What if the Ram temple is built?
[Book extract] Until a solution is found or forced, the Ram Janmabhoomi–Babri Masjid dispute will remain unresolved.
Ayodhya remains a pilgrim centre that draws the renunciates, seekers, escapists, destitute runaways, criminals as well as sinners trying to start anew. Runaway children still end up in Ayodhya and like soldiers of fortune, wage their struggles for survival and supremacy in the ashrams and temples of Ram’s city.
In 2008, Arun Das was nine years old when he ran away from his home near Gonda and came to Ayodhya. A kind woman took him to work in her small shop that sold religious items and fruit juice. One day, he met Mahant Bajrang Das, an ageing Ramanandi ascetic, who offered to take him on as a disciple. Arun agreed and started living in his ashram in Laxman Ghat.
Over the years, Arun Das learnt the scriptures and practised rituals for conducting religious ceremonies. Bajrang Das was pleased with him and declared Arun Das his heir in 2013. But before the ashram’s property could be transferred in Arun’s name, Bajrang Das died at the age of 95.
Like so many others, this ashram and its lodging house too remain stuck in a legal dispute between Arun Das and an older tenant. Mukedmebaazi, or litigation, is a fact of life in Ayodhya, and it doesn’t deter Arun Das from dreaming about a better future for himself.
“I would like to go to a big city like Mumbai or Delhi and serve the religious needs of the people,” he says, while fiddling with his rip-off Apple earphones. Like many locals he believes that Ayodhya will be developed only when the Ram temple is built. “Because, the world over, Hindus know about the issue, they are waiting for the temple to be built. Once it is built then they will visit Ayodhya and everybody will benefit from that,” he says.
I proffer the counter-theory that floats under the surface in Ayodhya: what about those who believe otherwise, who say that once the temple is built, pilgrims will come but won’t visit other temples; some even hold the opinion that if the temple is built, Hindus will visit for a couple of years but will forget about it once the euphoria fades away?
“I don’t believe that. These are the views of selfish and petty-minded people. When Hindus will come from the US, Canada, UK, they will see not just the Ram temple, they will go to other temples too, they will buy from the shopkeepers here, they will stay here, so there is everything to gain,” he reasons.
His argument though compelling, is contestable. Most pilgrims from abroad or even the well-heeled ones from other states in India, don’t spend more than a day here. They come in taxis from Lucknow or Banaras, where there are good airports, and return the same day. Hardly any foreign tourists ever come here besides the annual government delegation from South Korea.
As the 2019 national elections draw near, the RSS supremo Mohan Bhagwat has repeatedly made statements claiming that only a Ram temple will be built in Ayodhya, and that even Opposition parties cannot openly oppose its construction. Indifference to the ongoing judicial process in the case is nothing new for the RSS as it knows well that the issue’s sentimental appeal needs to be kept alive among devout Hindus. The Congress called the RSS chief’s statement a “frog’s cry during rains” and accused the RSS-BJP of sending Lord Ram to ‘“exile” after every election”.
The VHP too has revived its community of sants.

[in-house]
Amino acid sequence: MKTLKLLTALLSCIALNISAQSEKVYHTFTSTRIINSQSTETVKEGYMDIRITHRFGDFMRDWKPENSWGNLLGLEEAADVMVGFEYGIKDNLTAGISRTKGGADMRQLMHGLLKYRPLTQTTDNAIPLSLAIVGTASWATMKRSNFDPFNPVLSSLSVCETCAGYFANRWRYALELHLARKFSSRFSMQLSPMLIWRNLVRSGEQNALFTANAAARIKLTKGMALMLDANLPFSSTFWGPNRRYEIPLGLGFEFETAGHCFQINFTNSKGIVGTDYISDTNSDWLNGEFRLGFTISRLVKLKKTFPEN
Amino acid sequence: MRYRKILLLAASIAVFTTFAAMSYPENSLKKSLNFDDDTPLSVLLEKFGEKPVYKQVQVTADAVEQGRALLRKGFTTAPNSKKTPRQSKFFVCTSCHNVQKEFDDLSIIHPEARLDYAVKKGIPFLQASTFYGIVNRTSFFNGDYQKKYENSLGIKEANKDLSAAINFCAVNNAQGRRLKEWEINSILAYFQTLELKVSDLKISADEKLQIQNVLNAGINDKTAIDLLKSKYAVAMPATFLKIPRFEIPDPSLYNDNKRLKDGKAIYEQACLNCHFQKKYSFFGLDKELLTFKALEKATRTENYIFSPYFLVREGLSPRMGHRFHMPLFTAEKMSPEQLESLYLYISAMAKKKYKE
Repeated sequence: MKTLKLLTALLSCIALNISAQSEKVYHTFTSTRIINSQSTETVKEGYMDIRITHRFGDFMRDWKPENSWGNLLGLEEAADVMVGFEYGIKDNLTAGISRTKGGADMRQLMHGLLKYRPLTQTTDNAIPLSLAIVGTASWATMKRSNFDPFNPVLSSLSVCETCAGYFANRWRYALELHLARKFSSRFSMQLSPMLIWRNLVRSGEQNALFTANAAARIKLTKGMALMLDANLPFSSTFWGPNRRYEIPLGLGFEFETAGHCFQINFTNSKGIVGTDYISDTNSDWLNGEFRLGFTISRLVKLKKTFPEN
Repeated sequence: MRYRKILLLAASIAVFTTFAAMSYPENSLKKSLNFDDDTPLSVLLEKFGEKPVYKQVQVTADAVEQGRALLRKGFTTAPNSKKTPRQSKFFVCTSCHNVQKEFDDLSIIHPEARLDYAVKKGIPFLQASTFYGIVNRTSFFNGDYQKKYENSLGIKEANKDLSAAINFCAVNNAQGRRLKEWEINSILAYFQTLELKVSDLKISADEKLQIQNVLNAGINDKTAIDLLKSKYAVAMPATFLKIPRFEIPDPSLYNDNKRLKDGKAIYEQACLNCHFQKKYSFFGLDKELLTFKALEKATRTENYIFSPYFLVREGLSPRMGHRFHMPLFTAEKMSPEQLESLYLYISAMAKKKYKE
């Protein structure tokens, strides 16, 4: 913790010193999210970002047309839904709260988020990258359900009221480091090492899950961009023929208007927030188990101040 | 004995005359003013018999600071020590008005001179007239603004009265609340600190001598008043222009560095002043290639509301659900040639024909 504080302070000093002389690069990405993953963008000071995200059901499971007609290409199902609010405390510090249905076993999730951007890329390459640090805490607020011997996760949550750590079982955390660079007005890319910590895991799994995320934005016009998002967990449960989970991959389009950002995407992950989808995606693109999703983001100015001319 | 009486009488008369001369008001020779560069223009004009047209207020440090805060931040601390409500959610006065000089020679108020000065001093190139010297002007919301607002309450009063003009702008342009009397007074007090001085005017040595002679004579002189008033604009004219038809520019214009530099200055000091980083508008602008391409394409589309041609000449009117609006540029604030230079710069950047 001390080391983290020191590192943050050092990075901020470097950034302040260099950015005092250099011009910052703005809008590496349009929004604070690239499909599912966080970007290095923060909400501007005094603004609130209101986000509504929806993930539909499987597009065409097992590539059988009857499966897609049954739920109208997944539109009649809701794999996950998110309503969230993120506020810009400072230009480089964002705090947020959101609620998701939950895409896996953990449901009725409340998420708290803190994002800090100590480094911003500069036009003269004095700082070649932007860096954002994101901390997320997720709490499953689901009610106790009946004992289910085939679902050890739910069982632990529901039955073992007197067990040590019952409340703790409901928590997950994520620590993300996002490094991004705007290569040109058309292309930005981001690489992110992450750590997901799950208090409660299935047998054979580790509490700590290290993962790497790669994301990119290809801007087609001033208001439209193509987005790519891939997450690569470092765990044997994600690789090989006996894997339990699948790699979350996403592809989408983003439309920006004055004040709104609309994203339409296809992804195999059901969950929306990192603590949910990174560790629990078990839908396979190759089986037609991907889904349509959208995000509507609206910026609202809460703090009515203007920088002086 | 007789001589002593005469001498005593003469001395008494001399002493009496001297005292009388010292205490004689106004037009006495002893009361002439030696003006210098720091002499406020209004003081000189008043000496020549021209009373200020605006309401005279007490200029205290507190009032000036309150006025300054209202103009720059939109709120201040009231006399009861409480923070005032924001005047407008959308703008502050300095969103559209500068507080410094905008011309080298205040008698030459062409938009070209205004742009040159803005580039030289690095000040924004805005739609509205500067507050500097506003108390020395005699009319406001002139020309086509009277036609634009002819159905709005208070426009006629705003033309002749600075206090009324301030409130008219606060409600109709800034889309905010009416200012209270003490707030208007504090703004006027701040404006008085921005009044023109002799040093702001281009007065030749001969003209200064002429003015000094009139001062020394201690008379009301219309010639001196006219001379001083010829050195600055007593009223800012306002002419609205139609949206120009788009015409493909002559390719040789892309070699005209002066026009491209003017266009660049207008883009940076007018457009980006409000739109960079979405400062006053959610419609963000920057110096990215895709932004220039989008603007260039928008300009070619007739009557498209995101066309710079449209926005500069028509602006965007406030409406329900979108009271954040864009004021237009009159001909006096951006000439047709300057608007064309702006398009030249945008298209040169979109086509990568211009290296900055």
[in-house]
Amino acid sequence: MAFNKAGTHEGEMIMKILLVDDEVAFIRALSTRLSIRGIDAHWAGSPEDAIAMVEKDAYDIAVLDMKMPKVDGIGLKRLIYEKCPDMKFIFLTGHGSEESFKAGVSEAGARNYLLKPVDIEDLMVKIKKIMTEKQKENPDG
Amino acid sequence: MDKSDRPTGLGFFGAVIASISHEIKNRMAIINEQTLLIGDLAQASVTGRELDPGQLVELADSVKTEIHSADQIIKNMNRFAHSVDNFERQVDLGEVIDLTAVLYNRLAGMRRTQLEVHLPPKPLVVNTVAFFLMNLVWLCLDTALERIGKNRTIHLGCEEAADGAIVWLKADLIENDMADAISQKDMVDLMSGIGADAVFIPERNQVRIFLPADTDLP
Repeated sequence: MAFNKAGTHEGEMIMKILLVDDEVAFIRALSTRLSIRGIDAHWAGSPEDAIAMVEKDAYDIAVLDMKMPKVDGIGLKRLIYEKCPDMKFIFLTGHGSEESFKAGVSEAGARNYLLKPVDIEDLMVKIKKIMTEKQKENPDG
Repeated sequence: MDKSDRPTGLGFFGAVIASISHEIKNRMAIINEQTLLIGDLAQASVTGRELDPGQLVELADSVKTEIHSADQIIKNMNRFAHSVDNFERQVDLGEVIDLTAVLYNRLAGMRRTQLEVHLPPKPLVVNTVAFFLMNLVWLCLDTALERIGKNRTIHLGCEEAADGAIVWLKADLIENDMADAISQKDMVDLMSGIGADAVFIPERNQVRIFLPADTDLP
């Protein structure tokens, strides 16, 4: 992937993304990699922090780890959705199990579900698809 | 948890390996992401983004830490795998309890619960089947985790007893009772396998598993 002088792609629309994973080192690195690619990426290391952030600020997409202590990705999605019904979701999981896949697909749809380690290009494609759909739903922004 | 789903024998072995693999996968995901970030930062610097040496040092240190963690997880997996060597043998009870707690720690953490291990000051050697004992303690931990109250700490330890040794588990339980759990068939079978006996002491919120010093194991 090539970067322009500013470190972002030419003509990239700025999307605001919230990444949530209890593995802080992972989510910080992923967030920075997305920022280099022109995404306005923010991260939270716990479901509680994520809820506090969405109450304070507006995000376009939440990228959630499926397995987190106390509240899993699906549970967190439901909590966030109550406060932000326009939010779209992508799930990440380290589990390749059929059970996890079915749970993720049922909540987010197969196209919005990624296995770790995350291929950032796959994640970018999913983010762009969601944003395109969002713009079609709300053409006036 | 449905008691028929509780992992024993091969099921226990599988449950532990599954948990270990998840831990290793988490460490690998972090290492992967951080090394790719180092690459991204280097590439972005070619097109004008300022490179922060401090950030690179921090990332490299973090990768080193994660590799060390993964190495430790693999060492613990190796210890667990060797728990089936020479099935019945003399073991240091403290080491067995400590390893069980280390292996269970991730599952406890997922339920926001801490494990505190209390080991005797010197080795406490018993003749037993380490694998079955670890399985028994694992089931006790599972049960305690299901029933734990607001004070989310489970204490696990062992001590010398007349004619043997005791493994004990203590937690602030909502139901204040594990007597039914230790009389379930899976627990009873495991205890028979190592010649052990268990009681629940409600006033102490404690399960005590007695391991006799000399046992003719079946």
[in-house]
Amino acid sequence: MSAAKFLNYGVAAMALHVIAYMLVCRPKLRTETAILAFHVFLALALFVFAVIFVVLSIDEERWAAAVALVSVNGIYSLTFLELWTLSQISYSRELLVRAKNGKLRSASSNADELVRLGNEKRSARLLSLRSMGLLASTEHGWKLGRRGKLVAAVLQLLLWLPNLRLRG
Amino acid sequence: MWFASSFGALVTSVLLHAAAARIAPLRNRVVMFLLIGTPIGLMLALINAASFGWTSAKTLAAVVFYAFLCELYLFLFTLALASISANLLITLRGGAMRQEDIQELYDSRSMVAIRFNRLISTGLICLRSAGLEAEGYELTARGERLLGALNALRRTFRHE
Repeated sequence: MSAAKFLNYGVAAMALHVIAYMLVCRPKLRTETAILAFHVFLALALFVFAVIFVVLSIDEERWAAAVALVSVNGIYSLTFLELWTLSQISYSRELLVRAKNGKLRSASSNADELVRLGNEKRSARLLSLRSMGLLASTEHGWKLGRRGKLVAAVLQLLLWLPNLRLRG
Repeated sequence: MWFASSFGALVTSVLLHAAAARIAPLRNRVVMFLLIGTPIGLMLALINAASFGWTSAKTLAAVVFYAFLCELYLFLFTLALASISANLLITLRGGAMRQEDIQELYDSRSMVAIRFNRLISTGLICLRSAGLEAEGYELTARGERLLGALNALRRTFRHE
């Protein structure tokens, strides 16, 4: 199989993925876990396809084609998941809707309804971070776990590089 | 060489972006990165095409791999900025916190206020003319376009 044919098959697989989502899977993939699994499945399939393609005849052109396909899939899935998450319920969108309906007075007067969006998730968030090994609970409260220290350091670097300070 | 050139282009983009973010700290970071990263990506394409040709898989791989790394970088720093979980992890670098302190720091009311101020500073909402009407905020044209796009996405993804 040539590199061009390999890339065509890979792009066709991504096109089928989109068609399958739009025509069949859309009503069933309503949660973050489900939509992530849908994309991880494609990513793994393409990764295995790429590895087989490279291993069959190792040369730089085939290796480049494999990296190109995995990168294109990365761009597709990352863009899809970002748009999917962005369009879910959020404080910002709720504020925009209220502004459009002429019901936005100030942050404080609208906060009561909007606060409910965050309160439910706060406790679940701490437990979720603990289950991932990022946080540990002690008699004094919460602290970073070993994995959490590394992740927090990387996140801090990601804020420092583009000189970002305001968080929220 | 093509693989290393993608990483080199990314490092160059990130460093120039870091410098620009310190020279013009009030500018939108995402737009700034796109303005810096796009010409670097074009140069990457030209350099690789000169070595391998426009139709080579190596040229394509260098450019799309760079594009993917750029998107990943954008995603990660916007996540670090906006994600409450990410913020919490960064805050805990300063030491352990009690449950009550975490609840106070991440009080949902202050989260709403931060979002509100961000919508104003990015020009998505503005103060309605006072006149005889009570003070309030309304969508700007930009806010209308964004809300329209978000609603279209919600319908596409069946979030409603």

On October 5, 2018, it held a meeting of fifty sadhus at its headquarters in Delhi, where the seers and sadhus passed a resolution detailing a month-wise plan to create favourable public opinion for the construction of the Ram temple before 2019. Mahant Nritya Gopal Das later led the panel of seers to present their demands to the president of India.
Characteristic of the VHP’s diminished ability to unite Ayodhya’s sadhus behind it, only five of the 50 seers who attended the meeting were from Ayodhya. These seers castigated the BJP for not fulfilling its promise to build a Ram temple in Ayodhya and demanded that the government bring in a special legislation that would allow the construction of the temple.
In Ayodhya, a VHP-supporting mahant started his fast unto death. He demanded that Prime Minister Modi announce the construction of a Ram temple by bringing in a special Act of Parliament.
While too much cannot be read into the VHP’s periodic moves ahead of elections, their threat of a nationwide agitation cannot be ignored either.
It is not inconceivable that the hordes of young men who are often seen gyrating to the beats of techno-bhajans cannot be diverted to Ayodhya, to finish the task that began on December 6, 1992 — construction of a temple at Ram’s Janmabhoomi.
Hindus in Ayodhya–Faizabad definitely want a Ram temple and have been waiting for the last four years to see some tangible movement towards its construction. As Ramesh Chaurasia, a Hanuman devotee said, “If Hindu governments at the centre and the state cannot build it, then who will?”
The government is also active and its intelligence department is busy conducting “feasibility studies” and “impact assessment surveys” to ascertain the reaction of people if the temple were to be built through an Act of Parliament.
Now that the VHP-backed sants have once again given a call for karseva to build a temple, it remains to be seen if the mobilisation of Hindus will be easier than before. BJP governments or BJP-supported governments are in power in 19 states in India, including in all but one neighbouring state of UP (Delhi has an Aam Aadmi Party government). Mahant Satyendra Das, though, believes otherwise. He believes that ‘neither the BJP government at the centre nor in the state have the “icchashakti” or will to build the temple.